On November 18 the U.P.-Diliman residence of
Narita Gonzalez and the late N.V.M. Gonzalez was consumed in an electrical
details, please refer to the article in the November
20 Manila Times. We are in the process of collecting materials
to rebuild a library in both their names. In the meantime, what was salvaged from the fire have been painstakingly restored by the University of the Philippines Library. For more information,
please contact nvmgonzalezinc(at)gmail.com. More...
is an affair of letters," N.V.M. Gonzalez once said. A teacher, author,
journalist and essayist, Gonzalez is one of the most widely recognized,
anthologized and closely studied among Filipino writers. His
most notable works include the novels The Winds of April, The Bamboo
Dancers and A Season of Grace, short story collections Children
of the Ash-Covered Loam and The Bread of Salt and Other Stories
and essay collections Work on the Mountain and The Novel of
Justice: Selected Essays. Gonzalez distinctively wrote of the
Filipino life, of the Filipino in the world. Gonzalez is himself a Filipino
in the world, traversing between the United States and the Philippines
and exploring Europe and Asia. The affair of letters Gonzalez
created is more than literature. It is the story of a Filipino in the
is his story.
Nestor Vicente Madali Gonzalez, familiarly known as simply "N.V.M.," was
born on September 8, 1915 in Romblon, Romblon and moved to Mindoro
at the age of five. The son of a school supervisor and a teacher, Gonzalez
helped his father by delivering meat door-to-door. Gonzalez attended
High School from 1927 to 1930, and although he studied at National
in Manila, he never obtained a degree. While in Manila, Gonzalez wrote
for the Philippine Graphic and later edited for the Evening News Magazine
and Manila Chronicle. His first published essay appeared in the Philippine
Graphic and his first poem in Poetry in 1934.
the good of my soul lately I have been reading
Jose Rizal and
as much as I admire Mr. Rizal's political sentiments, I must
say I prefer Gonzalez as a novelist."
-Wallace Stegner, 1950
A Rockefeller Foundation
fellowship, awarded to Gonzalez in 1948, allowed the aspiring
author to travel to Stanford University in Palo Alto, California and
Columbia University in New York City. While at Stanford, Gonzalez attended
and classes from many prominent writers, Wallace Stegner and Katherine
Anne Porter amongst them.
After Gonzalez returned to the Philippines in 1950, he began a long teaching
career, beginning with a position at the University of Santo Tomas. Gonzalez
also taught at the Philippine Women's University, but it was the lengthy
position at the University of the Philippines that gave distinction to
Gonzalez's career - as a teacher at the university for 18 years, Gonzalez
was only one of two people to teach there without holding a degree. Gonzalez
hosted the first University of the Philippines writer's workshop with
a group who would soon form the Ravens. In addition, Gonzalez made his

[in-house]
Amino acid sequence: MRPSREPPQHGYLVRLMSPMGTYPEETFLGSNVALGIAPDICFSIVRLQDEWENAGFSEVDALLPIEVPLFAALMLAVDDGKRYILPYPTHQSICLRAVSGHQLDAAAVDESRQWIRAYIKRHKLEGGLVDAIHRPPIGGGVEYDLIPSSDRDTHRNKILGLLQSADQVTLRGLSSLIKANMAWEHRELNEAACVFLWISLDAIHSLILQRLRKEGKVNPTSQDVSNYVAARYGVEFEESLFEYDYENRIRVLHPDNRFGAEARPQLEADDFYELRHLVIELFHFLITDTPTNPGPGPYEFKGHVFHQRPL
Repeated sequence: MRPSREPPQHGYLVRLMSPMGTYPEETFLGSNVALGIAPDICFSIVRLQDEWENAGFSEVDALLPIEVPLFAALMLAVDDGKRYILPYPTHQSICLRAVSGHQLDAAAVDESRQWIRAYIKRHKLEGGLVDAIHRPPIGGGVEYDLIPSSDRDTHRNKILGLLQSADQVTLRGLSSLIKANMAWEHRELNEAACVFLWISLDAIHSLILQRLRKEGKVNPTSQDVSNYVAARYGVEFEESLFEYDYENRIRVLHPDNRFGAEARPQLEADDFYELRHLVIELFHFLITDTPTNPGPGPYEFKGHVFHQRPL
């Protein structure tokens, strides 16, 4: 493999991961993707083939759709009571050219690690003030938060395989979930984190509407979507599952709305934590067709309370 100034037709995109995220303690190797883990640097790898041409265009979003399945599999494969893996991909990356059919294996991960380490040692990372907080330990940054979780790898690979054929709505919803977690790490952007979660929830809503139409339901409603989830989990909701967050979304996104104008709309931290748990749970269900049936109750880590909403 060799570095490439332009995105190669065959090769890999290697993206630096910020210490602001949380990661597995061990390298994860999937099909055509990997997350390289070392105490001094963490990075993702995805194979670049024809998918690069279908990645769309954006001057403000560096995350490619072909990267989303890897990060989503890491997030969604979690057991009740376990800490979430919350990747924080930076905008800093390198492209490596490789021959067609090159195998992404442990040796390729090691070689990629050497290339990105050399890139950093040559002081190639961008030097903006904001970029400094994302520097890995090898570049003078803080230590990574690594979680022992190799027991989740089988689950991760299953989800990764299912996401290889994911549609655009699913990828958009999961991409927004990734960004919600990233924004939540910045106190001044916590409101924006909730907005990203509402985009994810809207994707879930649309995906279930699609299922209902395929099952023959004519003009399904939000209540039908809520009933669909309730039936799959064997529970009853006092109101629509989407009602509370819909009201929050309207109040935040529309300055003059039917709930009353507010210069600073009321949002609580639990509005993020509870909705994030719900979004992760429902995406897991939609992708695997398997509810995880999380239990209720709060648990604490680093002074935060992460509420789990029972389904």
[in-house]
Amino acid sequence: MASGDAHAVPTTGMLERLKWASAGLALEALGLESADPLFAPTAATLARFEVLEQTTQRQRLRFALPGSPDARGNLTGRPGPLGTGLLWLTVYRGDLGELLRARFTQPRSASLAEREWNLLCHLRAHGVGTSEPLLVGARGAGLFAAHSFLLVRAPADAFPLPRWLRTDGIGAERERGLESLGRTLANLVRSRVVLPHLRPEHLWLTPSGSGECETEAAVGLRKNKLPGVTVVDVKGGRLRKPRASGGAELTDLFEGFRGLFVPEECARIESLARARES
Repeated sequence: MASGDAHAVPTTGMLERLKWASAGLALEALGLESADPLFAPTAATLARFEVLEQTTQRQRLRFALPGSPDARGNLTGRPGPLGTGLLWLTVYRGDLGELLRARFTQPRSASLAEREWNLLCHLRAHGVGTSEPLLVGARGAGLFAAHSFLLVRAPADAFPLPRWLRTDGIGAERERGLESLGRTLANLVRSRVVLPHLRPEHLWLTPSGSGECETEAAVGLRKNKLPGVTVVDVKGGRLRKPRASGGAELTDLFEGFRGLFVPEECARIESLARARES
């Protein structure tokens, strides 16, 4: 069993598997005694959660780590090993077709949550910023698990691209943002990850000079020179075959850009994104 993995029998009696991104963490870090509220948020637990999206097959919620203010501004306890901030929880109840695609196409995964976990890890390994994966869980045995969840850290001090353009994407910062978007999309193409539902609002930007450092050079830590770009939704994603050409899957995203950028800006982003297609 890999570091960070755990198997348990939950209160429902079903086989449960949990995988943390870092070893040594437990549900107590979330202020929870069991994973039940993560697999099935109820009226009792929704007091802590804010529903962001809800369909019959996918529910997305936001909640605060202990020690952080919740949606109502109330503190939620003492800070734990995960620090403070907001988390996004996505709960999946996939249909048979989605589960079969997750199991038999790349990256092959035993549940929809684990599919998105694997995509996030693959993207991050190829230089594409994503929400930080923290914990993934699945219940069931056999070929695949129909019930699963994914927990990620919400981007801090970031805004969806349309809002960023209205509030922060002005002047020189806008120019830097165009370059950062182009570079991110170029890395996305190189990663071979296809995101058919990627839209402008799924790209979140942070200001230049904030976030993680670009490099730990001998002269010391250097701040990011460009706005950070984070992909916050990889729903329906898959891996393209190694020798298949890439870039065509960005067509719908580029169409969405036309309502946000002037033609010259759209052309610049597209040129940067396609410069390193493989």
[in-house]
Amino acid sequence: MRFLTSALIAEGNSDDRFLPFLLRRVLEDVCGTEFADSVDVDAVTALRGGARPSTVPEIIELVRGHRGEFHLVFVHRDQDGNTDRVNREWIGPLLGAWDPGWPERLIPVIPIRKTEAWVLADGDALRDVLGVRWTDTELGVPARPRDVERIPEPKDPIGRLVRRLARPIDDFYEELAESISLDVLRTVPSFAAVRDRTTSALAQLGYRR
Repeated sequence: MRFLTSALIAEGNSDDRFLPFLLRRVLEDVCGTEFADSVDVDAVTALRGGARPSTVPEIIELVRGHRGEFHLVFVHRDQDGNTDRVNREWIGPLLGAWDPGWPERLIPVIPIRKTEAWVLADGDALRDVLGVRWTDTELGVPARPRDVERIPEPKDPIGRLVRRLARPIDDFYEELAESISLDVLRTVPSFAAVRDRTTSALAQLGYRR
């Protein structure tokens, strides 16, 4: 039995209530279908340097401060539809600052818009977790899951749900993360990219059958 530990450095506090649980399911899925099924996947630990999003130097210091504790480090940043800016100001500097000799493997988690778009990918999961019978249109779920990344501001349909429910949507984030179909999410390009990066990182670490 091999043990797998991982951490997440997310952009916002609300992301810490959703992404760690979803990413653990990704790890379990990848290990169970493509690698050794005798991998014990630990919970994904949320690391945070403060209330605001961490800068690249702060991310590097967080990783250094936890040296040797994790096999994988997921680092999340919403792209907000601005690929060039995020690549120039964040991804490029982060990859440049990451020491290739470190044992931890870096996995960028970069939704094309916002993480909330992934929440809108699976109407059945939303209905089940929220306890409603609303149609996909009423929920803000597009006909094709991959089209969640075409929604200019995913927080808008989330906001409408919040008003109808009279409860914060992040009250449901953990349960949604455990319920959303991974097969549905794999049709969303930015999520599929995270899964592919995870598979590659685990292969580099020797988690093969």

mark in the writing community as a member of the Board of Advisers of
Likhaan: the University of the Philippines Creative Writing Center, founder
The Diliman Review and as the first president of the Philippine Writers'
Gonzalez continued to teach when he returned to California in the 1960s,
serving as a visiting professor at the University of California at Santa
Barbara; professor emeritus at California State University, Hayward; and
professor at University of California at Los Angeles' Asian American Studies
Center and English department.
Throughout Gonzalez's teaching career, the author produced 14 books and
accumulated many awards along the way. Through these writings, Gonzalez
received many prestigious awards, including repeated Palanca Memorial
Award for Literature awards, the Jose Rizal Pro Patria Award, and the
City of Manila Medal of Honor. In addition, his books became internationally
recognized, and his works have been translated into Chinese, German, Russian
and Bahasa Indonesian.
Gonzalez received an honorary doctorate from the University of the
Philippines in 1987 and became its first international writer in residence
He served as the 1998-1999 Regents Professor at the University of California
at Los Angeles and continued to receive distinctions such as the National
Artist Award for Literature in 1997 and the Centennial Award for Literature
in 1998. In 1990 and 1996, "N.V.M. Gonzalez Days" were celebrated in San
Francisco and Los Angeles, respectively. Despite Gonzalez's travels, he
never gave up his Filipino citizenship. Critics feared that Gonzalez would
someday settle into the Filipino-American genre of literature, but Gonzalez
often pointed out with an all-familiar twinkle in his eye, "I never left
home." True to his word, the home that shaped Gonzalez's days is present
in his writings, from the blossoming of a love story to the culture
reflected in an immigrant experience.
N.V.M. started his career at the age of 19; 65 years later, he was still
creating affairs with letters. He passed away on November 28, 1999, due
to kidney complications. He was 84. N.V.M. Gonzalez is remembered as an
innovative writer, a dedicated and humble worker and an honest witty friend.
He will be dearly missed.